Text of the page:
Neil Gaiman wonders Whatever Happened To The Caped Crusader?
Batman 686: Whatever Happened To The Caped Crusader part 1.
(Batman #686: Covers by (left) Andy Kubert and (right) Alex Ross.)
This is the first of a two-parter by Gaiman and Kubert. The second part is coming in Detective Comics #853 and is meant to act as a nice endpoint for the current Batman run after the character dies at the hands of Grant Morrison. DC are hanging an entire event off the back of that; Battle For The Cowl. It looks bloody awful. I might be wrong, but that’s what I think.
So Whatever Happened To The Caped Crusader is Gaiman’s loving nod to Batman past. It’s also a nod to the other great DC hero and the Alan Moore tale Whatever Happened to the Man Of Tomorrow? Both stories are getting the deluxe hardcover treatment in July (Batman, Superman). In Whatever Happened to The Man Of Tomorrow, Moore came in at the end of an era, just before the Superman franchise got one of it’s periodic reboots, when John Byrne came along in the mid 80s. Moore’s Superman tale is probably the best Superman tale you’ll ever read.
And that’s what Gaiman has set himself up against here. Again, it’s a special ending to an era, again it’s a tale of melancholy and mystery, again it’s not clear exactly what’s really going on here. And I may be completely stupid to review the first half of the story without getting the second half out of the way.
First a note on Andy Kubert’s art. In keeping with the sentiment and nostalgia of the story and the event, Kubert alters his style throughout, referencing many of the classic Batman looks over the years in a subtle, yet effective way. It never gets in the way of the storytelling, never screams out “look at this, this is Adams’ Batman, isn’t that clever?”. the art just nods in the direction of all the great Bat artists of the past. Lovely work.
(“I was here at the start of it all, Miss Kyle. I’m not going to miss the end”. But like Selina, none of us really know what’s going on at Batman’s funeral. From Batman 686 by Gaiman and Kubert.)
Back to the story. Batman’s dead. Lying in a coffin. Definitely dead. No sudden escapes, no cheating death with a suitably placed bat-belt accessory. Dead. Except if Batman’s dead, who’s doing the voice over and referring to the Bat in the coffin as “But that’s …. That’s me.”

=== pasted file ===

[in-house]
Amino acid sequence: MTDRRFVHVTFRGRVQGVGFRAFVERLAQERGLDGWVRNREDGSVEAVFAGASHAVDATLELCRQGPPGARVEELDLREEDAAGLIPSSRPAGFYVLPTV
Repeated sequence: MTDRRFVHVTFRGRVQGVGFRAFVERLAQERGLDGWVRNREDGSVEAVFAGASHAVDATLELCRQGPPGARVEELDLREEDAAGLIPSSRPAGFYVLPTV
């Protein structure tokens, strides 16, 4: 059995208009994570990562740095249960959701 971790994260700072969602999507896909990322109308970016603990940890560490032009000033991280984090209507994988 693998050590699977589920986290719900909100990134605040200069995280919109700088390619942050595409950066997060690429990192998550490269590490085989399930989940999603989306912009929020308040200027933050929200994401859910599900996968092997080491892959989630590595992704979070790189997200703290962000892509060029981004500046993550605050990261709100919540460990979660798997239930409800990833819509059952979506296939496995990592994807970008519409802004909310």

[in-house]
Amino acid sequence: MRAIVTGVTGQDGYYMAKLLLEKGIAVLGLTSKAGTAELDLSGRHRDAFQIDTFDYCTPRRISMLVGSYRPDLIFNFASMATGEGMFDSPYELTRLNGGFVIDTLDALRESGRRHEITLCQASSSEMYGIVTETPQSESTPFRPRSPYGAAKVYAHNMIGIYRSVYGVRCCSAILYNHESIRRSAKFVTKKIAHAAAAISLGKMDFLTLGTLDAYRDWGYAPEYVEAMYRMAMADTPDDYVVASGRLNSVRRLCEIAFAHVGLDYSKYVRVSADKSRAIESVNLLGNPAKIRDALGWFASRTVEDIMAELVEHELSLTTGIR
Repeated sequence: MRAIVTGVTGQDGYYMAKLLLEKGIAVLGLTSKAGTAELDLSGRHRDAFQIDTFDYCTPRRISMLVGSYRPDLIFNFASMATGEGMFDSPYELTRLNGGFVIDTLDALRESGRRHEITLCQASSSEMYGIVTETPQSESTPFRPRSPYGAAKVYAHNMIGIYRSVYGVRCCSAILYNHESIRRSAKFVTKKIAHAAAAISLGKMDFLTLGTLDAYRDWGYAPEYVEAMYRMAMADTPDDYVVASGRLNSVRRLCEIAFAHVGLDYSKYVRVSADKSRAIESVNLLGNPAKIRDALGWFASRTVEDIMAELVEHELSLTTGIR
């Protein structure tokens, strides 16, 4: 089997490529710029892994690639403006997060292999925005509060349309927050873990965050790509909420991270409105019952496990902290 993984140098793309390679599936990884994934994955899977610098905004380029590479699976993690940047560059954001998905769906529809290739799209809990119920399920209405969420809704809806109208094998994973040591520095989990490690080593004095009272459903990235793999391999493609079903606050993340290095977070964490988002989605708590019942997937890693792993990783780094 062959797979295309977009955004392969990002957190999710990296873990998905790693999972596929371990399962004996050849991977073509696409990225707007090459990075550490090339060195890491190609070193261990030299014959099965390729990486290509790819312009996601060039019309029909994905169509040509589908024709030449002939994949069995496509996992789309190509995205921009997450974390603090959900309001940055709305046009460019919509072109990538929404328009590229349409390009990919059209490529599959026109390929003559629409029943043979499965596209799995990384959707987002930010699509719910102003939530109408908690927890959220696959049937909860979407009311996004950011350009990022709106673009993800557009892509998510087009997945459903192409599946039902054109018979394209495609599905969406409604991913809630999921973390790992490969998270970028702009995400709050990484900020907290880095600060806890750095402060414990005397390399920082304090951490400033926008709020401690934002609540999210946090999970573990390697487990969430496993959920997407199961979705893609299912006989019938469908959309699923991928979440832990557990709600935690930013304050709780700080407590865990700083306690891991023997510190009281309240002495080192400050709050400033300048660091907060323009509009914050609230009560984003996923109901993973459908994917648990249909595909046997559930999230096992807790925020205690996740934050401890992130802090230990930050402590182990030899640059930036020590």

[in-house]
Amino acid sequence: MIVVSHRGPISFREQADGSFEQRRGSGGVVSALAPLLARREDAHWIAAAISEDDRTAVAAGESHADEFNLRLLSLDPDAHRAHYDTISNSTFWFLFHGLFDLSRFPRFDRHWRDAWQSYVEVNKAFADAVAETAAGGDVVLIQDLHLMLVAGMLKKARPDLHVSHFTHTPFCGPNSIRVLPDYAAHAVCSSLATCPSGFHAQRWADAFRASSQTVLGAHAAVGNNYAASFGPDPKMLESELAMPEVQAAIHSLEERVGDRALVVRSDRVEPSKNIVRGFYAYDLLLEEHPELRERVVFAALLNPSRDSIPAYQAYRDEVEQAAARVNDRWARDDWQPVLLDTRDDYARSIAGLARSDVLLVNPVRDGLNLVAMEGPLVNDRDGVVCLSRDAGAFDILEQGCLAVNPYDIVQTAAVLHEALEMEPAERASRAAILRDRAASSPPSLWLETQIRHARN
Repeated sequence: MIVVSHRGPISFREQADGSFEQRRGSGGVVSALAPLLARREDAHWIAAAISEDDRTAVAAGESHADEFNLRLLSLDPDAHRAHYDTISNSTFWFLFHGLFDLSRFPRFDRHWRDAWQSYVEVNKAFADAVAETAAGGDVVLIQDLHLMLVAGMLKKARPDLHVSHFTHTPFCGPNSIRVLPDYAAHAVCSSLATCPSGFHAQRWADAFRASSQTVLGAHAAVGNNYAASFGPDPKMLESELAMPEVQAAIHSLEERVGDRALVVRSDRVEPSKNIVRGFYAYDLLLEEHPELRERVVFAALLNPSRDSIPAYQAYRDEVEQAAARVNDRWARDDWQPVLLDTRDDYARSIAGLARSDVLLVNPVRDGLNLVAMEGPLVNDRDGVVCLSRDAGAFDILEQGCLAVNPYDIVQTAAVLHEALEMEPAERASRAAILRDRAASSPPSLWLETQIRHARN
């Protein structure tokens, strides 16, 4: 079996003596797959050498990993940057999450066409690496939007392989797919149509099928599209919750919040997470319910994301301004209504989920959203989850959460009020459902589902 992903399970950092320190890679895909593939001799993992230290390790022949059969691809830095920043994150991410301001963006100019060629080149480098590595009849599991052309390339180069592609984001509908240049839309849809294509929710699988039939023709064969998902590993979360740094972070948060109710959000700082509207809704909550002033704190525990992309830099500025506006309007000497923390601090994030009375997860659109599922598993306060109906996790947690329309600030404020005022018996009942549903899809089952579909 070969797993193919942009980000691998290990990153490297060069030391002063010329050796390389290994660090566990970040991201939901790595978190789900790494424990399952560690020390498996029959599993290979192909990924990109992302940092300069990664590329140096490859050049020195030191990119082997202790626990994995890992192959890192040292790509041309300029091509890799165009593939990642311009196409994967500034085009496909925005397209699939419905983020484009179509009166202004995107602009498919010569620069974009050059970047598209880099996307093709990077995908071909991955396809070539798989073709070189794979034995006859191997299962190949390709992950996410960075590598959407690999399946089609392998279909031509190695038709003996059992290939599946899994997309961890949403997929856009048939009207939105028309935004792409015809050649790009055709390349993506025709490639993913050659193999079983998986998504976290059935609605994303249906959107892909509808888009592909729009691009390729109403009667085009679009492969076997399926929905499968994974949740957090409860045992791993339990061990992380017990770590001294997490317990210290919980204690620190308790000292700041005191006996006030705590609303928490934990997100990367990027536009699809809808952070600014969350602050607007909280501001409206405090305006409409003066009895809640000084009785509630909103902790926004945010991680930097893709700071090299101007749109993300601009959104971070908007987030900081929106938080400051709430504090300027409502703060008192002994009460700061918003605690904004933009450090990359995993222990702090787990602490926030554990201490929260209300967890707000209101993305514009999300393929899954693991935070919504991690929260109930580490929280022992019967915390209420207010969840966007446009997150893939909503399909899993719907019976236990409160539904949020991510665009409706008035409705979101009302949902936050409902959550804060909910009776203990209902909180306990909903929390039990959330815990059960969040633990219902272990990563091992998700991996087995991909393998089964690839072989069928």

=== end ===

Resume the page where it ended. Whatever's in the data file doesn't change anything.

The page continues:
The mystery unfolds slowly, with Gaiman careful not to give much away in this first half curtain raiser. Friends, acquaintances and the entire Rogue’s Gallery is in attendance for the funeral, with a load of really nice touches outside where the villains turn up and try to find safe parking outside the dive bar in Crime Alley where the funeral’s taking place. There’s even (what I perceived to be) a dig at the direction others have taken the Joker in:
Joker pulls up and gets out of his Jokermobile. There’s a bum at the door who’s been offering to watch cars all evening.
Joker: Hey, Kid. Watch my car for me?
Joker: Oh, for heaven’s sake! It’s a rough neighbourhood, it’s a lovely car. I want somebody to keep an eye on it.
Kid: But you’re the Joker.
Kid: You’ll kill me.
Joker: Kid … I’m the Joker. I don’t just randomly kill people. I kill people when it’s funny. What could conceivably be funny about killing you?
Reading this I couldn’t help but think back to the last Batman thing I read; Kevin Smith’s bloody horrible Cacophony where the Joker is played as a completely psychotic, sadistic bastard. I much prefer Gaiman’s take.
(A motley crew of guests for the funeral. And a Joker played the way I prefer. From Batman #686 by Gaiman and Kubert.)
But something’s not right in the story. Apart from the disembodied voiceover claiming that they’re the Bat, we have stories being told at coffin side that just can’t be true; with first Selina Kyle telling her alternate story of her life as Catwoman leading up to her killing the Bat and then Alfred stepping up and admitting that he was not only directly responsible for creating the Bat’s Rogue’s gallery but indirectly, he was responsible for the Bat’s death. It ends, suitably with the disembodied voice being told “You’re the world’s greatest detective Bruce. Why Don’t you figure it out”. And I’m sure he will, next issue.
(Yes, a comic so enjoyable and mysterious that I can reveal the final panel and you’ll still be none the wiser. From Batman #686 by Gaiman and Kubert.)
It’s a great comic. Gaiman gets the tone and the feel just right, piles mystery upon mystery, has you questioning everything all the way through and although it’s obviously a huge setup for the final issue, it’s still remarkably satisfying. I’ll be getting Detective #853 when it comes out. I think you should too.
Richard Bruton never leaves home without his utility belt